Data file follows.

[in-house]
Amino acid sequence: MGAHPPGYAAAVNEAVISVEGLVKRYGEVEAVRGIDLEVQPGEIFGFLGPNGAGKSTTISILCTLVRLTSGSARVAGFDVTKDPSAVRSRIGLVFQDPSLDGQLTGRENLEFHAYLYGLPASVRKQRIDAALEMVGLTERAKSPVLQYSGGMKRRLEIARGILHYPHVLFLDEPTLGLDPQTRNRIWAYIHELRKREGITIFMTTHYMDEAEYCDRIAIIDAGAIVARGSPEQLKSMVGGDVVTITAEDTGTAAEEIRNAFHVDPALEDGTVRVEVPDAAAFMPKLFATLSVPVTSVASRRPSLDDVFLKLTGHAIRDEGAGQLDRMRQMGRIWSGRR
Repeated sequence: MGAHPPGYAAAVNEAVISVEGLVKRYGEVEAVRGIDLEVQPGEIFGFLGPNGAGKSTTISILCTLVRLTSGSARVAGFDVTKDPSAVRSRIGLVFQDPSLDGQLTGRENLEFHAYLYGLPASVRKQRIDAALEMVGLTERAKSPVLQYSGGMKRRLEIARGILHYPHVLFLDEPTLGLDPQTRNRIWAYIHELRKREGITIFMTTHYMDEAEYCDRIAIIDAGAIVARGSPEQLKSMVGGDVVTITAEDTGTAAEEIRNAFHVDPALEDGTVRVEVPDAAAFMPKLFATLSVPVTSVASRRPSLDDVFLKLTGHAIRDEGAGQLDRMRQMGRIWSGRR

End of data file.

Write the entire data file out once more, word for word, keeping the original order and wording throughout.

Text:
[in-house]
Amino acid sequence: MGAHPPGYAAAVNEAVISVEGLVKRYGEVEAVRGIDLEVQPGEIFGFLGPNGAGKSTTISILCTLVRLTSGSARVAGFDVTKDPSAVRSRIGLVFQDPSLDGQLTGRENLEFHAYLYGLPASVRKQRIDAALEMVGLTERAKSPVLQYSGGMKRRLEIARGILHYPHVLFLDEPTLGLDPQTRNRIWAYIHELRKREGITIFMTTHYMDEAEYCDRIAIIDAGAIVARGSPEQLKSMVGGDVVTITAEDTGTAAEEIRNAFHVDPALEDGTVRVEVPDAAAFMPKLFATLSVPVTSVASRRPSLDDVFLKLTGHAIRDEGAGQLDRMRQMGRIWSGRR
Repeated sequence: MGAHPPGYAAAVNEAVISVEGLVKRYGEVEAVRGIDLEVQPGEIFGFLGPNGAGKSTTISILCTLVRLTSGSARVAGFDVTKDPSAVRSRIGLVFQDPSLDGQLTGRENLEFHAYLYGLPASVRKQRIDAALEMVGLTERAKSPVLQYSGGMKRRLEIARGILHYPHVLFLDEPTLGLDPQTRNRIWAYIHELRKREGITIFMTTHYMDEAEYCDRIAIIDAGAIVARGSPEQLKSMVGGDVVTITAEDTGTAAEEIRNAFHVDPALEDGTVRVEVPDAAAFMPKLFATLSVPVTSVASRRPSLDDVFLKLTGHAIRDEGAGQLDRMRQMGRIWSGRR